We conducted a qualitative and limited quantitative analysis on extracted data. Study characteristics, including study design, study setting, drug exposure, population size, inclusion of a control group, and quality assessments are presented as medians, counts and proportions as appropriate. The primary outcome, ADE frequency, is presented as a proportion calculated from total number of exposed patients within the study. All described ADE were categorized by drug class and by primary organ system affected. For the secondary outcomes we presented the number of cases of severe ADE, as well as the proportion of studies that included a standardized method for assigning degree of ADE causality, rating severity with a standardized severity scale and determining ADE preventability using standardized methods. We also highlighted ADE frequencies of particular clinical concern and controversy based on prior literature, such as adrenal and growth suppression in ICS, deaths associated with LABA and neuropsychiatric ADE in LTRA. We only used data from the groups exposed to the drug and did not provide comparative/relative measures between drugs, when available, as this was beyond the primary objective of our study, not all studies provided control/placebo data and several studies compared outcomes of medications in patients exposed to different drug classes (i.e. compared ADE between an ICS and combined LABA/ICS).


Study selection

Our original database search generated 11,463 results, of which 3,437 duplicates were removed (Fig 1). The titles and abstracts of 8,026 studies were screened, with 7,328 studies excluded. The full texts of 698 articles were reviewed, with 35 articles [1347] meeting all inclusion criteria. Our repeated database search generated 3077 results, with 431 duplicates removed and an additional 44 articles removed as they were duplicates from the overlapping search period from November 2012 to January 2013. The full texts of 49 articles were reviewed, with an additional 11 articles meeting inclusion criteria [4858] increasing the total number of included articles to 46 (Fig 1).

All studies were from published, peer-reviewed sources. Three published abstracts were included. No additional studies were identified from online human clinical trial registries.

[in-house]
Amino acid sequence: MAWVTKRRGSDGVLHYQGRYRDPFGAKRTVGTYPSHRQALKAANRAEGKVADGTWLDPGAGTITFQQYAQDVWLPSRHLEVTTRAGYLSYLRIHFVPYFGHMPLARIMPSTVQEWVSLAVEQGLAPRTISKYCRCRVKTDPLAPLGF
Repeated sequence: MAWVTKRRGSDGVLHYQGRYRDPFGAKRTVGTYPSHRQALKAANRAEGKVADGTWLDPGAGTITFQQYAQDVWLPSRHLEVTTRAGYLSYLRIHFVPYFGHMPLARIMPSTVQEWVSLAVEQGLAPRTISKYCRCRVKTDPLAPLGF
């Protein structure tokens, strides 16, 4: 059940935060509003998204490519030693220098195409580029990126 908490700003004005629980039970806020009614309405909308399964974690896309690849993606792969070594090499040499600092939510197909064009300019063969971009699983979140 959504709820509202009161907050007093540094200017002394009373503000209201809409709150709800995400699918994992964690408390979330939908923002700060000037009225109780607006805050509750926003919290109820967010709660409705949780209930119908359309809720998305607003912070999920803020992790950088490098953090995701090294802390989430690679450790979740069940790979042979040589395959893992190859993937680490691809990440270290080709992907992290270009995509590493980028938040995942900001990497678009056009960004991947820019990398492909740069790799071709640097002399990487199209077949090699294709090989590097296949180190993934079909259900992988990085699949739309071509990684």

Study characteristics

Amongst the 46 included studies (Table 1), six types of study design were noted: 24 randomized control trials (17–19, 21, 23–26, 28–30, 33, 36–43, 45–47,[57], 15 (33%) cohort studies [1315, 20, 22, 27, 48, 49, 5156, 58], 4 pooled analyses of open-label RCT [31, 32, 35, 44], 1 case-control study[50], 1 open-label trial [16] and 1 quasi-experimental study [33]. The authors of 29 studies declared pharmaceutical industry funding; 29 studies were conducted in North America and 33 studies in a clinic setting.

24 studies examined ICS, 10 SABA, 3 LABA, 3 combined ICS + LABA, 3 Leukotriene Receptor Antagonists 2 oral beta agonists, 2 IV cromoglycates, 2 subcutaneous anti-IgE, 2 systemic corticosteroids, 1 IV Magnesium Sulphate, and 1 anticholinergic asthma medications. Drug exposure durations ranged from less than 1 day [51, 53, 54, 56, 58, 59] to 84 months [27], and 11 studies report drug exposure durations greater than or equal to 12 months [16, 19, 2123, 31, 32, 36, 38, 39, 47]. Study population sizes ranged from 12 [26] to 6208 [57] participants with a median of 162 participants. Only 14 studies report data on ADE from a control group [14, 16, 17, 27, 28, 31, 32, 35, 3943, 45], with 7 of these studies focusing on inhaled corticosteroids.

Primary outcome

We were unable to complete a meta-analysis due to the heterogeneity of study designs and results. A detailed index of ADE descriptions and frequencies organized by medication class and name is provided review in S1 Table. Of note, this index reports sample size (i.e. denominator), n, rather than number of cases reported (i.e. numerator) as an indication of study power. We distinguished ADE with 0% frequency from “not reported (NR)”, with 0% indicating that an ADE was monitored for but not observed and NR indicating that the ADE was not monitored and not observed.

A summary table of medications included in our systematic review, dosage range in reported studies, number of ADE and organ systems involved, organized by asthma drug class is provided (Table 2).

Table 2. Summary of medications included in study and described ADE.

The five most frequently studied medication classes are: SABA, LABA, ICS+LABA, LTRA and ICS.

Four SABA are studied in two routes of administration: intermittent or continuous administration. Combined, 12 studies with SABA data report 50 ADE that affect nine organ systems. Three studies on report an overall ADE frequency associated with intermittent SABA, ranging between 34.6–52% with salbutamol/albutarol [28] and 0–61% with levalbuterol[24, 40], with only 6% of these ADE thought to be drug-related [24](S1 Table). No overall ADE frequency or drug-related ADE frequency is reported with continuously administered SABA. The three most common ADE associated with intermittent SABA are anxiety (range 0–52%, levalbuterol), tachycardia (range 13.6–14%, salbutamol), and supraventricular ectopy (range 0–14%, salbutamol) (S1 Table). With continuous SABA, 50% of ADE affected the cardiovascular system, with the three most common ADE being tachycardia (range 94–95%, salbutamol), diastolic hypotension (range 66–98%, salbutamol), and lactic acidosis (80.6%, salbutamol).